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PhD Exit Seminar – Steven Tran – (Gerlai Lab)

July 6, 2016 @ 11:10 am - 12:10 pm

PhD Exit Seminar

Wednesday July 6th, 11:10 am – Room DV 3130, (Council Chambers) University of Toronto at Mississauga

Steven Tran (Gerlai lab)

Alcohol induced locomotor activity in zebrafish is mediated by activation of the dopaminergic system


Alcohol addiction is a major unmet medical issue with current pharmacological treatment options being limited. Alcohol’s locomotor stimulant effect in animals is thought to parallel the euphoric effects of alcohol consumption in humans, yet the mechanisms underlying this behavioral response is not completely understood. Using zebrafish, we demonstrated a positive correlation between alcohol induce locomotor activity and whole-brain dopamine levels. We found that zebrafish developed tolerance to alcohol’s effect on locomotor and dopaminergic activity when continuously housed in alcohol, highlighting the importance of the dopaminergic system. We correlated the alcohol induced increase in dopamine levels with increased tyrosine hydroxylase activity and protein expression, the rate-limiting enzyme in dopamine synthesis. We also found selective inhibition of phosphorylated tyrosine hydroxylase to attenuate the alcohol induced increase in locomotor activity and abolished the increased dopamine levels. Examination of dopamine receptor activation during alcohol exposure revealed that antagonism of dopamine D1-like receptors inhibited locomotor and dopaminergic activity, although independent of alcohol’s effect. Conversely, antagonism of dopamine D2-like receptors attenuated alcohol’s locomotor stimulant effect suggesting an important role for this family of receptor subtypes regulating alcohol induced locomotor activity. Finally, since alcohol is known to alter stress and anxiety in mammals, we examined the interaction between stress and alcohol in zebrafish. We found that stress and anxiety potentiated the locomotor stimulant effect of alcohol and abolished the alcohol induced increase in dopamine. Although counterintuitive, the abolished dopaminergic response suggests stress potentiated the release and breakdown of dopamine. Overall, these studies suggest the pharmacological aspects of alcohol in mammals including humans are evolutionarily conserved in zebrafish. Given the translational relevance of our findings, future attempts to investigate novel mechanisms regulating alcohol induced behavioral changes in zebrafish may provide key insights into alcohol addiction in humans.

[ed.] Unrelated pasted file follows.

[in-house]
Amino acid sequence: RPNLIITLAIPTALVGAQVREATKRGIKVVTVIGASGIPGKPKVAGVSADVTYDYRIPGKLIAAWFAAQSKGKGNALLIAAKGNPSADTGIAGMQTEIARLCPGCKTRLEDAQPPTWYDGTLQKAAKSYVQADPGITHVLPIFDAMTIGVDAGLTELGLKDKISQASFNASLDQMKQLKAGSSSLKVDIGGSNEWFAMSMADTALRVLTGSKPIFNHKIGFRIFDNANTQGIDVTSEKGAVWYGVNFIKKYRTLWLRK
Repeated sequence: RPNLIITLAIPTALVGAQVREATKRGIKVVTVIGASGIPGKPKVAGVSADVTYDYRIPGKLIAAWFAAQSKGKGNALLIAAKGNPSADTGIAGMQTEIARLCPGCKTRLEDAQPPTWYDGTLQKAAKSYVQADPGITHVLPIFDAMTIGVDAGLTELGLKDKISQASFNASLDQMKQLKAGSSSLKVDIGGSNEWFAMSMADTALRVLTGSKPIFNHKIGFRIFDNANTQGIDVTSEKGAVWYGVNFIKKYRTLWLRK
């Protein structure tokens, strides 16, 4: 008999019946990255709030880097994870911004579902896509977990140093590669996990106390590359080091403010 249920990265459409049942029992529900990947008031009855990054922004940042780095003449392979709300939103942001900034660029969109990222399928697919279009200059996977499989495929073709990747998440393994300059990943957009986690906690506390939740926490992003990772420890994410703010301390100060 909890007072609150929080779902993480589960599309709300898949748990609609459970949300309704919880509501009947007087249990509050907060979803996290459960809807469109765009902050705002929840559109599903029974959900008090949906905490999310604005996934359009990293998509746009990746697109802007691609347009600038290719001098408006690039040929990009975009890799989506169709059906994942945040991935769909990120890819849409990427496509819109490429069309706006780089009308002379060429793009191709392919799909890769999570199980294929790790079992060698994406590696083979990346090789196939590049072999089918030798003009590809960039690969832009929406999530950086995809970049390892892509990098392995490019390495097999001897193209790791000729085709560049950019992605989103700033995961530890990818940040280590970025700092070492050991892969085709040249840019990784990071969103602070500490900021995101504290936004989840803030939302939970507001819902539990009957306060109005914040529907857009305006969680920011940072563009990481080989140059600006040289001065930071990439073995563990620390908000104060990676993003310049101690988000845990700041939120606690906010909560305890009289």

July 6, 2016
11:10 am - 12:10 pm
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UTM – DV-3130
3359 Mississauga Rd,
Mississauga, ON Canada